We caught up with Fight for Peace boxing coach and personal trainer, David Andrews, to talk about the importance of nutrition for anyone serious about their training.
Many fighters and clients that I train always ask the same questions: what should I eat, how can I lose weight, how do I get a lean physique?
The short answer? Eat Real Foods! Foods that are grown naturally, from the earth; meat, fish, vegetables, fruits and nuts!
Eliminate all processed foods from your diet and after a few weeks you will see and feel the difference. You'll benefit from improved sleep, better recovery, reduced headaches, and less swelling and bruising after training. You'll also become less reliant on medication because of the health benefits from the vitamins, minerals and antioxidants found in natural foods.
To start your day nothing beats a high protein breakfast. Look to quality sources like eggs, meat, fish and nuts, which you can combine with some salad or veg. Alternatively, try a small bowl of oats with some berries, seeds, coconut or almond flakes and top with quality organic peanut butter or almond butter for a mix of protein and omega 3. These breakfasts will keep you fuller than the boxed cereals, pastry's and breads that so many people are used to eating.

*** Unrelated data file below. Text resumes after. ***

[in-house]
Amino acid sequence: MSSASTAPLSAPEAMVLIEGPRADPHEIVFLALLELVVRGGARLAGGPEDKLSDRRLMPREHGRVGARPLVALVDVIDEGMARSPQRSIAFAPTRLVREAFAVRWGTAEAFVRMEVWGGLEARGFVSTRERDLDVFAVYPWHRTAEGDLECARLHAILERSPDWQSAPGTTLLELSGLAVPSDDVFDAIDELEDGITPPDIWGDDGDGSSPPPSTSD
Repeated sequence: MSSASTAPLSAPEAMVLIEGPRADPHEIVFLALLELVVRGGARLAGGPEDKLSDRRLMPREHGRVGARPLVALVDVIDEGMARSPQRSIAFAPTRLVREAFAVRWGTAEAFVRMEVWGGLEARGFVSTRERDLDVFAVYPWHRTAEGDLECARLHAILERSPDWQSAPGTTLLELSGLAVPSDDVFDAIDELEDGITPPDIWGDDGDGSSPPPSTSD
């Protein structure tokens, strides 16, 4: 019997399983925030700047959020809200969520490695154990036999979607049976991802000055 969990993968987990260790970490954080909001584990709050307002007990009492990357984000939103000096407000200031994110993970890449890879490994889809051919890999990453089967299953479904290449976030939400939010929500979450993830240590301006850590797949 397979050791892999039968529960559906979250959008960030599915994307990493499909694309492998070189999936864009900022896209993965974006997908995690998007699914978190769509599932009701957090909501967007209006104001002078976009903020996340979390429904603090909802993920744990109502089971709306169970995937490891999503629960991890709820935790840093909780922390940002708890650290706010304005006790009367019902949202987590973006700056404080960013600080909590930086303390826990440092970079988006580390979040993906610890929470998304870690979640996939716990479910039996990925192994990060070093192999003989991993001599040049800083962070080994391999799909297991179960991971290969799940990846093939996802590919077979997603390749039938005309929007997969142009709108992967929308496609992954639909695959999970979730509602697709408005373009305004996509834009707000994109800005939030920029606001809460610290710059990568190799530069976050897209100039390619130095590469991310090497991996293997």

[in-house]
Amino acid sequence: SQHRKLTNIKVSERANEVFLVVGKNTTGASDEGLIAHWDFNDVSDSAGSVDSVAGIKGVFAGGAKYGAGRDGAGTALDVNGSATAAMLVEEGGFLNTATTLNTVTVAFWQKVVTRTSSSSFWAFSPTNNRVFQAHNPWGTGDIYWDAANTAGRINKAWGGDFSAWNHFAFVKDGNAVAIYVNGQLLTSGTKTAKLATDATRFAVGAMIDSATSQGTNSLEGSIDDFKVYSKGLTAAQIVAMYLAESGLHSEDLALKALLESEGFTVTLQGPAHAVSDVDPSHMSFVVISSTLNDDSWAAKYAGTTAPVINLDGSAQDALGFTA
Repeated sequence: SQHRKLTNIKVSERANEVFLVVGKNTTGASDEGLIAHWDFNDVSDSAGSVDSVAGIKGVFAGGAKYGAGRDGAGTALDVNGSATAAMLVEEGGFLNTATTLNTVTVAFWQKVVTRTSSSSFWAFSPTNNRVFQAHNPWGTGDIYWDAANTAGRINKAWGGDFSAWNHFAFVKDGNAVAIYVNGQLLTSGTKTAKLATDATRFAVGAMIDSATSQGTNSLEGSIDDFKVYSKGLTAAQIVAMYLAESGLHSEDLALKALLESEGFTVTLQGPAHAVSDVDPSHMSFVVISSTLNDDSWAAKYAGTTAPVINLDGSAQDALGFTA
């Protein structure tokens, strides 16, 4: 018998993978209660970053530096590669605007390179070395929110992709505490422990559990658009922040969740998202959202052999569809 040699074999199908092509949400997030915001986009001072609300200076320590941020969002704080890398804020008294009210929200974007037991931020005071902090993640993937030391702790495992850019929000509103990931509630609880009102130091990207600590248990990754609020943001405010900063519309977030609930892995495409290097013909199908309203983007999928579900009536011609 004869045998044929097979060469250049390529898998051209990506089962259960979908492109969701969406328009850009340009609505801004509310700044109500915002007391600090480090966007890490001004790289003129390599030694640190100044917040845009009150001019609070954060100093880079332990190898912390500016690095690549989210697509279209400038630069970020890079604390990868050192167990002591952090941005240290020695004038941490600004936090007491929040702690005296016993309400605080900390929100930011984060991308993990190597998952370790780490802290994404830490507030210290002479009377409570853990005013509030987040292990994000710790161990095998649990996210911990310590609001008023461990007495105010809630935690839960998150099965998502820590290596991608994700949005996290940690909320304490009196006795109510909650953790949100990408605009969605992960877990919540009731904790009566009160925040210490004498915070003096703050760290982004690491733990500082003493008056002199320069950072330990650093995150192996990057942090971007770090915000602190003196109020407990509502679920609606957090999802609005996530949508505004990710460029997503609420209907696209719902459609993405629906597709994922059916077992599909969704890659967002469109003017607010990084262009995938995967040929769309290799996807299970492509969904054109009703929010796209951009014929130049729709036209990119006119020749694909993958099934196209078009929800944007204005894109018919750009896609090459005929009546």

Subsequent meals throughout the day should consist of a lean meat or fish with different coloured vegetables. Try to include proteins like chicken, turkey, lean beef, tuna, or white fish, and pair them with sweet potatoes, quinoa, kale, broccoli, salad etc. Always aim for fresh produce that's organic or free range and locally grown if possible. Focus on eliminating heavy pastas and breads and by doing this and eating naturally the first few pounds/kilos should drop off, depending on your body type, training levels and goals.
Try to portion your meals with a handful of each ingredient and when possible make enough the night before to use the following day. Chillies, stews, casseroles etc. are ideal for storing in containers so you always have a home cooked meal ready.
Water intake is crucial to living, not just training, so ensure you get enough. Start in the morning by drinking 0.5 litres as studies show we can lose fluids throughout the night in sleep. Then aim to drink 2 litres by lunch time, and if you're training or competing that day then increase and listen to your thirst. I aim to drink 4 litres a day without training and increase according to my daily routine and training schedule. The same goes with food; eat according to what you have done or what you are about to do, listen to your body!
In between meals try snacking on small portions of nuts, such as almonds, brazils, walnuts or macadamias. Pair them with an apple or some raisins and you have a good snack in between your main meals.
It's essential that we feed our bodies with the right fuel and nutrients, and spend more time researching the foods we eat and the ingredients in them. If you don't know what's on the label when buying a food product, don't eat it! Real food doesn't need labels.